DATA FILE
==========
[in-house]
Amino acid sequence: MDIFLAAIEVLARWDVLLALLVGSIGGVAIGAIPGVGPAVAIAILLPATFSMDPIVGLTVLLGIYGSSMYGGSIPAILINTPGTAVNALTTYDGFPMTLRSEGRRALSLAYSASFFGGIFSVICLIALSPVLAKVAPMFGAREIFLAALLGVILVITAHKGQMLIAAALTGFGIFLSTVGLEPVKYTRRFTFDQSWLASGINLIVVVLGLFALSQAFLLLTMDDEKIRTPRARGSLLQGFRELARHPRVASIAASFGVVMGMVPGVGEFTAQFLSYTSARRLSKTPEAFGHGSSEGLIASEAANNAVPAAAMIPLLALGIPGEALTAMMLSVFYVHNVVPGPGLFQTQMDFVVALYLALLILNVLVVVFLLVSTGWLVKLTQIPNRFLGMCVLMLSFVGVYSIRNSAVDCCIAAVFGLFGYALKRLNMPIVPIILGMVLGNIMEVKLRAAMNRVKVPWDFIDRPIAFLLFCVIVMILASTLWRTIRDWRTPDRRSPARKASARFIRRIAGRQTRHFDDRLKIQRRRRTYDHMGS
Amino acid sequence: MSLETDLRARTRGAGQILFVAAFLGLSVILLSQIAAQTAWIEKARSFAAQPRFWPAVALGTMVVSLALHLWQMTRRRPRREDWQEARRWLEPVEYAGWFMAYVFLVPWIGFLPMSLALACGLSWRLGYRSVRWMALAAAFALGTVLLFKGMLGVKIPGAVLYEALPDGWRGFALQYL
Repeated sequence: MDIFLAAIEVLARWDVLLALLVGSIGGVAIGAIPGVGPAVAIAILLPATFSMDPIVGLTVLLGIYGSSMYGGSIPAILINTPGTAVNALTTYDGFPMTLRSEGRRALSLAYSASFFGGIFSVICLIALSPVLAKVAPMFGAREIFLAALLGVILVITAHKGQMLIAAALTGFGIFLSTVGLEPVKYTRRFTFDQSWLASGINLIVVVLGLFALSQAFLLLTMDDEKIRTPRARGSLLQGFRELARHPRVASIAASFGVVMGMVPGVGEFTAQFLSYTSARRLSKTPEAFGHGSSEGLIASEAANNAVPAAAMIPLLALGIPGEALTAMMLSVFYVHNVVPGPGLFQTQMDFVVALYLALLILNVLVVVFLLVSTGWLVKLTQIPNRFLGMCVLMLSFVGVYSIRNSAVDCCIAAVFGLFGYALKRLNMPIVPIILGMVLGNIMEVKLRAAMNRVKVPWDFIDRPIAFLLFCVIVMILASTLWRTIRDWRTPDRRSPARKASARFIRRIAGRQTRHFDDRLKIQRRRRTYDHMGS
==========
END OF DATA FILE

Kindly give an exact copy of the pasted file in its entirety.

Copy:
[in-house]
Amino acid sequence: MDIFLAAIEVLARWDVLLALLVGSIGGVAIGAIPGVGPAVAIAILLPATFSMDPIVGLTVLLGIYGSSMYGGSIPAILINTPGTAVNALTTYDGFPMTLRSEGRRALSLAYSASFFGGIFSVICLIALSPVLAKVAPMFGAREIFLAALLGVILVITAHKGQMLIAAALTGFGIFLSTVGLEPVKYTRRFTFDQSWLASGINLIVVVLGLFALSQAFLLLTMDDEKIRTPRARGSLLQGFRELARHPRVASIAASFGVVMGMVPGVGEFTAQFLSYTSARRLSKTPEAFGHGSSEGLIASEAANNAVPAAAMIPLLALGIPGEALTAMMLSVFYVHNVVPGPGLFQTQMDFVVALYLALLILNVLVVVFLLVSTGWLVKLTQIPNRFLGMCVLMLSFVGVYSIRNSAVDCCIAAVFGLFGYALKRLNMPIVPIILGMVLGNIMEVKLRAAMNRVKVPWDFIDRPIAFLLFCVIVMILASTLWRTIRDWRTPDRRSPARKASARFIRRIAGRQTRHFDDRLKIQRRRRTYDHMGS
Amino acid sequence: MSLETDLRARTRGAGQILFVAAFLGLSVILLSQIAAQTAWIEKARSFAAQPRFWPAVALGTMVVSLALHLWQMTRRRPRREDWQEARRWLEPVEYAGWFMAYVFLVPWIGFLPMSLALACGLSWRLGYRSVRWMALAAAFALGTVLLFKGMLGVKIPGAVLYEALPDGWRGFALQYL
Repeated sequence: MDIFLAAIEVLARWDVLLALLVGSIGGVAIGAIPGVGPAVAIAILLPATFSMDPIVGLTVLLGIYGSSMYGGSIPAILINTPGTAVNALTTYDGFPMTLRSEGRRALSLAYSASFFGGIFSVICLIALSPVLAKVAPMFGAREIFLAALLGVILVITAHKGQMLIAAALTGFGIFLSTVGLEPVKYTRRFTFDQSWLASGINLIVVVLGLFALSQAFLLLTMDDEKIRTPRARGSLLQGFRELARHPRVASIAASFGVVMGMVPGVGEFTAQFLSYTSARRLSKTPEAFGHGSSEGLIASEAANNAVPAAAMIPLLALGIPGEALTAMMLSVFYVHNVVPGPGLFQTQMDFVVALYLALLILNVLVVVFLLVSTGWLVKLTQIPNRFLGMCVLMLSFVGVYSIRNSAVDCCIAAVFGLFGYALKRLNMPIVPIILGMVLGNIMEVKLRAAMNRVKVPWDFIDRPIAFLLFCVIVMILASTLWRTIRDWRTPDRRSPARKASARFIRRIAGRQTRHFDDRLKIQRRRRTYDHMGS